On Wednesday evening, some Bahraini friends of mine decided to go to the Pearl Roundabout in the center of the capital to clean up antigovernment graffiti sprayed by youngsters there. It wasn’t that they disagreed with the protesters; indeed, they supported the calls for reform. But they felt that removing the spray paint was a way to help ensure that demands for change were taken seriously and that protesters weren’t dismissed as just a bunch of vandals.
I was curious about the camp that had been established on the Pearl Roundabout the day before, so I decided to go along. As a Briton who has lived here on and off for 10 years, I have always felt welcomed and part of Bahraini society. But other friends — not Bahrainis — were worried about how I would be perceived by the protesters; one person, probably assuming it was a conservative or religious environment, even asked if I was wearing an abaya, the black cloak that covers everything but the head. But I wasn’t and knew I didn’t need to. I was sure that being a foreigner would not present any problems; in my experience, Bahrainis are either welcoming or unconcerned when an outsider comes along to big events like this, never hostile.
Still, I normally avoid the Pearl Roundabout. It’s a busy traffic circle where it’s difficult to predict what road other drivers are going to exit on, which makes for some hair-raising moments. But that night, I was drawn there, along with thousands of others, those who were joining the protests and people, like me, who were simply interested in seeing what was going on.
The Pearl Roundabout was unrecognizable. Now it was full of people and full of positive energy — yes, to resort to a cliché, there was a carnival atmosphere. To me it felt as though there had been a great release, and that people were expressing themselves in a way that they had never been able to before. There were tents and large mats on the ground, men sprawled smoking water pipes, children being held on laps, people holding signs in Arabic and English, youngsters chanting slogans.
Everything seemed fairly coordinated, which was not a surprise; in Bahrain, community groups organize a lot of events, especially for religious occasions, so people are experienced at stepping in. Men were guiding traffic in the area and by the roundabout itself (somehow cars were still able to creep along a road that intersected on one side). There were electric generators, stalls with food and tea (“freedom tea,” read one sign), an area to find lost children, a “media center,” where journalists could get information, and projections of TV feeds onto screens and even onto the Pearl Monument. The central island of the roundabout, where most people were, had been roughly divided so that women who chose could sit in a women’s area; but there were women in all the other areas as well.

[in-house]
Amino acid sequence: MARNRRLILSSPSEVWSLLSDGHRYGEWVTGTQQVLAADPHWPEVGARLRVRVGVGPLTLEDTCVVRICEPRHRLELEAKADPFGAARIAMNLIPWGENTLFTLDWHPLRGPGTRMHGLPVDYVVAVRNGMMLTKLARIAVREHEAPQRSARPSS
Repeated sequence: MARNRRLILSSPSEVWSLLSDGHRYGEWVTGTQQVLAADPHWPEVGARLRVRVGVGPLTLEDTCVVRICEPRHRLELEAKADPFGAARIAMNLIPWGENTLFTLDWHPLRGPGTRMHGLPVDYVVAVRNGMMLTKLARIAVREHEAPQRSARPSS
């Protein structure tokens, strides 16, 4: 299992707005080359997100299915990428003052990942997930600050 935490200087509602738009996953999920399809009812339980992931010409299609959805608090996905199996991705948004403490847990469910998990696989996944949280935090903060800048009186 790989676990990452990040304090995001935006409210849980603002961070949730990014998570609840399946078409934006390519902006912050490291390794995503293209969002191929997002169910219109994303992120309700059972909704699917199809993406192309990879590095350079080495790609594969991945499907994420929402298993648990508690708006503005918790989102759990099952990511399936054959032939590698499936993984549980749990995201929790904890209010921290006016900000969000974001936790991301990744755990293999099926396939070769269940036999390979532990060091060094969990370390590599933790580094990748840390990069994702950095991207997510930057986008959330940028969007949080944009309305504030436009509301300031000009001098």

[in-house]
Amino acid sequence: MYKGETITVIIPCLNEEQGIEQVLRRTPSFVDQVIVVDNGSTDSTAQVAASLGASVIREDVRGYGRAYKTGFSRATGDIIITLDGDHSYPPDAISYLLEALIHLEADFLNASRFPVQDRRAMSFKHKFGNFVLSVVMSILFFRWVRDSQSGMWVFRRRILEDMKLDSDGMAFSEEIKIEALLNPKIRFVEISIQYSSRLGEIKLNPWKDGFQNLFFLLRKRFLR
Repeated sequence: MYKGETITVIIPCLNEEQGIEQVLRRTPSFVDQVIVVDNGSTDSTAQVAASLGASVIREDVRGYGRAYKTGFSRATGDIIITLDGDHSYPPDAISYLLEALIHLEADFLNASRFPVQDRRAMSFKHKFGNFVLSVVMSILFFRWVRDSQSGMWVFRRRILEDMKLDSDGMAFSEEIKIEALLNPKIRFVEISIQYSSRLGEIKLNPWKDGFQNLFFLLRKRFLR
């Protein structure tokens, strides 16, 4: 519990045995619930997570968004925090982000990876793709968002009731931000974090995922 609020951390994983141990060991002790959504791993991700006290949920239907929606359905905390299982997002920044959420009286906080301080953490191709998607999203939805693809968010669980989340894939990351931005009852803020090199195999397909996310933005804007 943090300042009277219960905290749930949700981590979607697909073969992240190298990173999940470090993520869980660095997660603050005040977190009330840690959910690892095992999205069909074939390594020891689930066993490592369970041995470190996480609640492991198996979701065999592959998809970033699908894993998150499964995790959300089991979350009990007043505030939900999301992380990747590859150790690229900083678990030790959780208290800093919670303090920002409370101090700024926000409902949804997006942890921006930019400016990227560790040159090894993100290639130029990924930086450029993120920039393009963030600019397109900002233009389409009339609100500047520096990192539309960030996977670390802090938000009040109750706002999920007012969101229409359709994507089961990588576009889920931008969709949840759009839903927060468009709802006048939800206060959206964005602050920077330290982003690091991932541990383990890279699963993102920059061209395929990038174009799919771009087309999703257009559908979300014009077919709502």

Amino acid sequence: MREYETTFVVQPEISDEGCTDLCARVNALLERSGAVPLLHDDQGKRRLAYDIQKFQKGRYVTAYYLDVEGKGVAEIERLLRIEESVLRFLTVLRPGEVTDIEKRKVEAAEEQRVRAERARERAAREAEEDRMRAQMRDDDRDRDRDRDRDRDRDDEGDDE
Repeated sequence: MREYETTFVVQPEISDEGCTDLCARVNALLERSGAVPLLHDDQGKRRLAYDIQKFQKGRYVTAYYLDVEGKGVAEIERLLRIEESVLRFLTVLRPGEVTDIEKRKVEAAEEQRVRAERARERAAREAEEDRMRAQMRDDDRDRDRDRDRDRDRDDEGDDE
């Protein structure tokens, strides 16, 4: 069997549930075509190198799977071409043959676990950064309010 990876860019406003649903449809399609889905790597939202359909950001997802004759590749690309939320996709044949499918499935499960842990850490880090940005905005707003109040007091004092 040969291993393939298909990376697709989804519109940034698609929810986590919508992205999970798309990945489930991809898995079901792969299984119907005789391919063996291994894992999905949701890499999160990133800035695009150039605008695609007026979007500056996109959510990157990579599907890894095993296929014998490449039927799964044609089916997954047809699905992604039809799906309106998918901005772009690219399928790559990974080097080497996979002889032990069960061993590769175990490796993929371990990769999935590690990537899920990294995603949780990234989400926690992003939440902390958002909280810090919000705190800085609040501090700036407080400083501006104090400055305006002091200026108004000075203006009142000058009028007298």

I watched as the small group sprayed over the graffiti with an undercoat, then covered that with white paint. One of the young men involved in this told us how he’d been approached by a bunch of angry youngsters who assumed he was against the protests. They spent 10 minutes shouting at him but finally gave him a chance to explain his point of view. Once they heard it, some volunteered to help with the painting.
That night I couldn’t sleep; I was still too caught up in the emotions of the past two days. I got out of bed at about 2 a.m. to check the news on Twitter (just about everyone in Bahrain seems to have signed up for a Twitter account this week) and, about an hour later, I saw a message that riot police were approaching the camp, and at the same moment, I heard explosions and yells. My apartment is not close to the roundabout, but the sounds were remarkably clear. The shouts and the bangs — apparently, from percussion bombs, tear gas canisters and gun shots — lasted for about half an hour. As I listened to the clamor, and to the noise of sirens and helicopters that soon accompanied it, I shook.
I finally went to bed at 6 a.m. and slept for a couple of hours. I had to teach an English class to a group of adults in the morning, though I guessed it would be canceled, or that no one would turn up. I was wrong; nearly all my students came, some having spent an hour in traffic, including one man whose cousin was in the hospital after being wounded during the night. All of them, Sunni and Shiite, were in shock; they couldn’t understand how things had reached this point.
After class I dropped by a supermarket to pick up a few things, and was surprised to find it packed with people panic-buying as if they were going to be holed up in their homes for a long time. Indeed, a state of emergency was imposed later in the day, so Bahrain is now effectively under martial law. No curfew has been imposed and, to my knowledge, it is still possible to get around most areas, but I’ve been in my apartment since Thursday, as have all my friends I’ve spoken to.
On Friday, government forces again fired upon protesters; the crown prince, Sheik Salman bin Hamad al-Khalifa, however, has been given the task of starting a national dialogue that may help defuse this tense, uncertain situation. Everyone I know is in a state of disbelief that this has happened in Bahrain.
By Ayesha Saldanha. She writes the blog Bint Battuta in Bahrain and contributes to Global Voices Online.